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Sales Strategy
Mar 5, 2018 | Canadian Professional Sales Association lock

Effective communication is a fundamental necessity for success in sales and business in general. And yet, all too often, when you analyse why your hard thought-out sales strategy didn’t bring in the projected revenue there appears a huge disconnect between what you expected of your sales team and what they actually did.

While not all this can be attributed to miscommunication - certainly there are other factors at play when it comes to managing people - it does bear asking the question, are you effectively communicating the sales plan to your sales staff?

Your sales team can't achieve your sales plan targets and goals unless they thoroughly understand the plan itself. In fact, your sales plan should actually describe how you will communicate the plan to your team and how you will give them skills, tools and strategies they need to implement the plan's actions.

Here’s some frequent “misunderstandings” that can arise and what to do about them to ensure you are effectively communicating the sales plan.

“I didn’t realise my sales target had changed”

With a change in the sales plan there is often, understandably, a change in sales targets. While reps should make it their business to review their targets regularly and ensure they are on track, it is ultimately your responsibility as sales manager to ensure they have understood any changes. People have short attention spans these days; especially when they are busy. Just because you have informed them of changes in writing, don’t assume that everyone has reviewed them and understood. Use meeting time to highlight and draw their attention to changes - not matter the size - and check with each rep individually to make sure they have understood.

“My new sales target was too high”

Communicating the sales plan should be a two-way street. Give your team a chance to share their thoughts and concerns and check in regularly. While they might be somewhat aggressive, you have devised your sales team’s targets because they are achievable. Make sure your sales plan not only clearly includes the targets themselves but the strategies, tactics and tools you expect your team to use to achieve them. Change can often be overwhelming but by precisely communicating how you expect them to arrive at the expected results, you can alleviate many of yours reps’ concerns.

Again, carve out a portion of meeting time each week to highlight particular strategies, tactics and tools that are associated with the sales plan. Use interactive activities to ensure that reps are really onboard with what you are asking.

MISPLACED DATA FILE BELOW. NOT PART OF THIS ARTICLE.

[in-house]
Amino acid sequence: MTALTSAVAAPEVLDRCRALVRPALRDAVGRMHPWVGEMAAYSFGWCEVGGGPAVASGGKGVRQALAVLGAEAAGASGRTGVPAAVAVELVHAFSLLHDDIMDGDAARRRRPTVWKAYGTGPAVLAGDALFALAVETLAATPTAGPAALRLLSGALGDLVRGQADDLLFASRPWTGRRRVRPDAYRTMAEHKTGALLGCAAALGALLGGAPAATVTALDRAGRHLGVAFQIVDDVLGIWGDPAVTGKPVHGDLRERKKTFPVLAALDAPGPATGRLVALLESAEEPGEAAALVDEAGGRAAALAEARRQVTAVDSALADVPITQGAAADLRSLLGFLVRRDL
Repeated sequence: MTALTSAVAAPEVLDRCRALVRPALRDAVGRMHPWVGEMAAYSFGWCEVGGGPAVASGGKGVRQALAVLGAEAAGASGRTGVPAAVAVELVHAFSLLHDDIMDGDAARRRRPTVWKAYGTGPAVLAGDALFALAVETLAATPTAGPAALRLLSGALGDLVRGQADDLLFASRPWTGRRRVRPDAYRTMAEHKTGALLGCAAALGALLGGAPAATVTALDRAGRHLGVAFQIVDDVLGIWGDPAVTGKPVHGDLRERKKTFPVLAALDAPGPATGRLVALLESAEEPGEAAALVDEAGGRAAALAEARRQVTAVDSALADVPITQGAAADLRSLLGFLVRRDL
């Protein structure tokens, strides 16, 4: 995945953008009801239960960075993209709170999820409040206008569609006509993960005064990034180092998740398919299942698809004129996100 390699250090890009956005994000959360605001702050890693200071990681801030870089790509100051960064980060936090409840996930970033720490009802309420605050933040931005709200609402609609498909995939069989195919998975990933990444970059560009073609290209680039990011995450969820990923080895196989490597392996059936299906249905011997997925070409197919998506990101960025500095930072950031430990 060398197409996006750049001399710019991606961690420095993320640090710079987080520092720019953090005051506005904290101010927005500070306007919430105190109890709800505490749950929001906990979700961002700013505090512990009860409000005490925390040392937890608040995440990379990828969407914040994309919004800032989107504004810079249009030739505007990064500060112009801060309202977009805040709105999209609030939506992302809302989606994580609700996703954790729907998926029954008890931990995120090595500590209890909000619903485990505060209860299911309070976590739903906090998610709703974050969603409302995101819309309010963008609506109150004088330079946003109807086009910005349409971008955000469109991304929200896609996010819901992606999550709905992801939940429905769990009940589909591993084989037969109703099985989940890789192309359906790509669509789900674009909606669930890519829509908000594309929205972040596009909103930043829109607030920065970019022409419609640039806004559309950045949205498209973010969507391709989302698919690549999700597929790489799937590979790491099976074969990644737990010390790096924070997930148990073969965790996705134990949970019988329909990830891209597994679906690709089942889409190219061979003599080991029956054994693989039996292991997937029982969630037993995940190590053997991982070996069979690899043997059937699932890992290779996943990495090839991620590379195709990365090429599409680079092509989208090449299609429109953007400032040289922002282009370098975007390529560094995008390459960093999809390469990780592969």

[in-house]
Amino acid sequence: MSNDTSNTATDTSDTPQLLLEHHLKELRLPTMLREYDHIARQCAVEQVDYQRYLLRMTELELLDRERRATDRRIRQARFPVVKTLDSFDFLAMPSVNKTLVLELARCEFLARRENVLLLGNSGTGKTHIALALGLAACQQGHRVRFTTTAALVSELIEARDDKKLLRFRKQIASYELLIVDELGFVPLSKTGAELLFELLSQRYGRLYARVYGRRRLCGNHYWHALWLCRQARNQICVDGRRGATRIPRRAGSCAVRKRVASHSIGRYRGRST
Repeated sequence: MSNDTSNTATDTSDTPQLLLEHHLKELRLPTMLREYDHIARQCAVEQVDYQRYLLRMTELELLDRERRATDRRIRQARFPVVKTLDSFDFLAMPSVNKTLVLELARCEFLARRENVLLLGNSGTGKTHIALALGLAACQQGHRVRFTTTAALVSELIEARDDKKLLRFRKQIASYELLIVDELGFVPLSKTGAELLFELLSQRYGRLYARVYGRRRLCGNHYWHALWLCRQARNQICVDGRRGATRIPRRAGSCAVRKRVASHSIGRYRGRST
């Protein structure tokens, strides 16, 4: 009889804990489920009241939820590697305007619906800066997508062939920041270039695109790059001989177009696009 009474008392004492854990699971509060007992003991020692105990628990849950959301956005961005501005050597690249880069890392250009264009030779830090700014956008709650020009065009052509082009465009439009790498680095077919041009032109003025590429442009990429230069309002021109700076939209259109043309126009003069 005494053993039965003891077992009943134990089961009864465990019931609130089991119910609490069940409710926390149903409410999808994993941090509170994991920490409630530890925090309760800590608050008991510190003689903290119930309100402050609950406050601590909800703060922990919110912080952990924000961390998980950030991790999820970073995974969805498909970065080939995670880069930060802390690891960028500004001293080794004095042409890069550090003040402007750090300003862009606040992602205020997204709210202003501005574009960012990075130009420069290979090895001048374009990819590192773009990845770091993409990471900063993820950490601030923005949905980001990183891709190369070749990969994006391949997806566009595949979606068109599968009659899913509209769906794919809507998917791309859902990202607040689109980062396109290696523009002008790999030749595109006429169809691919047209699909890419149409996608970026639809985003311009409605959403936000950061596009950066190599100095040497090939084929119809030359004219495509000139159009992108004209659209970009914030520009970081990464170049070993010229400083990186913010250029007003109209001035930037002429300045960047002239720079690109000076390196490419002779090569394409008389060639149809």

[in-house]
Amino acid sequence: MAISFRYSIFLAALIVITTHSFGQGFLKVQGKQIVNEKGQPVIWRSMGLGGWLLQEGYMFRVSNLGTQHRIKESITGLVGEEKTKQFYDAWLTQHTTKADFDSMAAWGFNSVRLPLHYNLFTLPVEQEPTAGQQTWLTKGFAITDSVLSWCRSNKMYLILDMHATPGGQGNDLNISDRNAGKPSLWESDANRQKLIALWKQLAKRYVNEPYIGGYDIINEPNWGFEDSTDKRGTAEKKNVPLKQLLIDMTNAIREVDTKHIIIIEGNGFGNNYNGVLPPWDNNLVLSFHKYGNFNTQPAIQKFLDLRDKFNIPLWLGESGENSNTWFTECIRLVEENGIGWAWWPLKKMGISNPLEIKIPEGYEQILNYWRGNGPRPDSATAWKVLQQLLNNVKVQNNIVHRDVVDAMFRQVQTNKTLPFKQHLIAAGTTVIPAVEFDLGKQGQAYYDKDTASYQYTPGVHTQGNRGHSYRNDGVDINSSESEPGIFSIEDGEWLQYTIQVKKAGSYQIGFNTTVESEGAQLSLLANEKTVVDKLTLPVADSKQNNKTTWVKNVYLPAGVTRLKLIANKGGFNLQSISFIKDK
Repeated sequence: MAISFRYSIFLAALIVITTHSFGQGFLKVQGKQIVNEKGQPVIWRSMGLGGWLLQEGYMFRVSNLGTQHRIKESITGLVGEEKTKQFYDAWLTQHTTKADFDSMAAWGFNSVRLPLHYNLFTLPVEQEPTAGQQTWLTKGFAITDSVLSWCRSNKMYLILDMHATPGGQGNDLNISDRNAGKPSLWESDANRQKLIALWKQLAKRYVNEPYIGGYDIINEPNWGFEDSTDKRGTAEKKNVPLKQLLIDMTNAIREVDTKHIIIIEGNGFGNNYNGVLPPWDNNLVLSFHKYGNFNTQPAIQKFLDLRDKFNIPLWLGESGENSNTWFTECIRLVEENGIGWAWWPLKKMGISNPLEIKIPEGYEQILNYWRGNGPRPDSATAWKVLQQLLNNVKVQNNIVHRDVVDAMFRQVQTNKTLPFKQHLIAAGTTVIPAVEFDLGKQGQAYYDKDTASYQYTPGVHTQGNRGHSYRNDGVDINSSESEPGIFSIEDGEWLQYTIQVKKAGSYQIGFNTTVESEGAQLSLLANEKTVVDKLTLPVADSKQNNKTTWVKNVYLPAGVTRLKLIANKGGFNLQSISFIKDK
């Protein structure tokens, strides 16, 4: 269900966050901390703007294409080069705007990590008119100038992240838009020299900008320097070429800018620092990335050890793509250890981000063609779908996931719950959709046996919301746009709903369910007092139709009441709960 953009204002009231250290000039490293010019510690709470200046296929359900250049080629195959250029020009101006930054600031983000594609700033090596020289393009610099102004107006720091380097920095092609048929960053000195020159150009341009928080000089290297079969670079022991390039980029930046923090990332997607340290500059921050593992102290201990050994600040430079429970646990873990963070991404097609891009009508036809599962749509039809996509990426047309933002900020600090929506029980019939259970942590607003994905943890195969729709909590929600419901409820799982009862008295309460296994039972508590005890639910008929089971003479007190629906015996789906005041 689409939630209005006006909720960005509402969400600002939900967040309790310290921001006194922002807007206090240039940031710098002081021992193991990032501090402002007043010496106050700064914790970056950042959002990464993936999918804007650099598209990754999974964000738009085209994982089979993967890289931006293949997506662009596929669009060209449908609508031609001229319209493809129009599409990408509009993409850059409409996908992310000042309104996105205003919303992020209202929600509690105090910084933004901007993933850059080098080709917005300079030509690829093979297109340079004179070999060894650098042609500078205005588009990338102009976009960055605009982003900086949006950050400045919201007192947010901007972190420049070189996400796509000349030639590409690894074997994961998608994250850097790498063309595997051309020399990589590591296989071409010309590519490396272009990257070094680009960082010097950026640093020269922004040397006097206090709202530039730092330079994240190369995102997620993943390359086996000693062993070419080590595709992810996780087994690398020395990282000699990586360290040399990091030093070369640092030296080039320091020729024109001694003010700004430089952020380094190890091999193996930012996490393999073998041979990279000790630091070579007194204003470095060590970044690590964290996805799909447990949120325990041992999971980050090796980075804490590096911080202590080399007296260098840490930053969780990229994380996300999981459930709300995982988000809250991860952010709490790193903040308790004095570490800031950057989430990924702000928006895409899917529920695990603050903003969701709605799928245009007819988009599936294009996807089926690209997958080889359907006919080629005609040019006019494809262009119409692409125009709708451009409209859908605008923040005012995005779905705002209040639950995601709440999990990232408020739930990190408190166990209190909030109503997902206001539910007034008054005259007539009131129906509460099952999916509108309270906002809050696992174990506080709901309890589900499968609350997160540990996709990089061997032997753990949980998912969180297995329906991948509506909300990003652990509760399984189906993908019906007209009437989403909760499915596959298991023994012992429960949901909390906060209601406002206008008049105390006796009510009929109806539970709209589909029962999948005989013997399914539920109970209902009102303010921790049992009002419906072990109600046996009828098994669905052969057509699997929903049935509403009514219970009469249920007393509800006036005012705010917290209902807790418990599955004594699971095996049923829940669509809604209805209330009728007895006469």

“It wasn’t clear that I would be judged by that metric”

If your team doesn’t understand how you will measure their results, you are simply not setting them up for success. If they don’t know what success looks like, how do you expect them to achieve it? The sales plan should encompass ALL the KPIs by which you will measure results. Dollars in can be fairly simply to communicate but if you have other overall goals, such as bringing in new business or expanding into a new territory, you need to make sure they understand this too. Each rep should have their own document which outlines not only their revenue targets but all the ways in which you will measure their results. Make use of performance tracking software and regular reminders to ensure they stay on track.

“Why is my bonus only $xxx ??!”

Rewards in sales are vital. They are your primary tool in motivating your sales staff. However, they can also cause great discontent if what a rep receives if different from what they expected. Make sure your sales plan clearly defines rewards, financial or otherwise. Remember, a reward structure and sales compensation plan should be clear and simple to understand. If you don’t clearly communicate this, you risk upsetting your staff and the thing designed to motivate them can lead to you losing them.

As we all know, making assumptions can lead to disaster. And when it comes to your team’s results, finding out a rep “didn’t know” they were supposed to do something or “misunderstood” an integral piece of the sales plan is not only frustrating, it can be incredibly damaging to your bottom line. Make sure you are clearly and effectively communicating the sales plan to your sales staff every step of the way. Consider taking the CPSA’s Professional Sales Management program to stay up-to-date with the best ways to communicate your sales plan and help your team achieve success.

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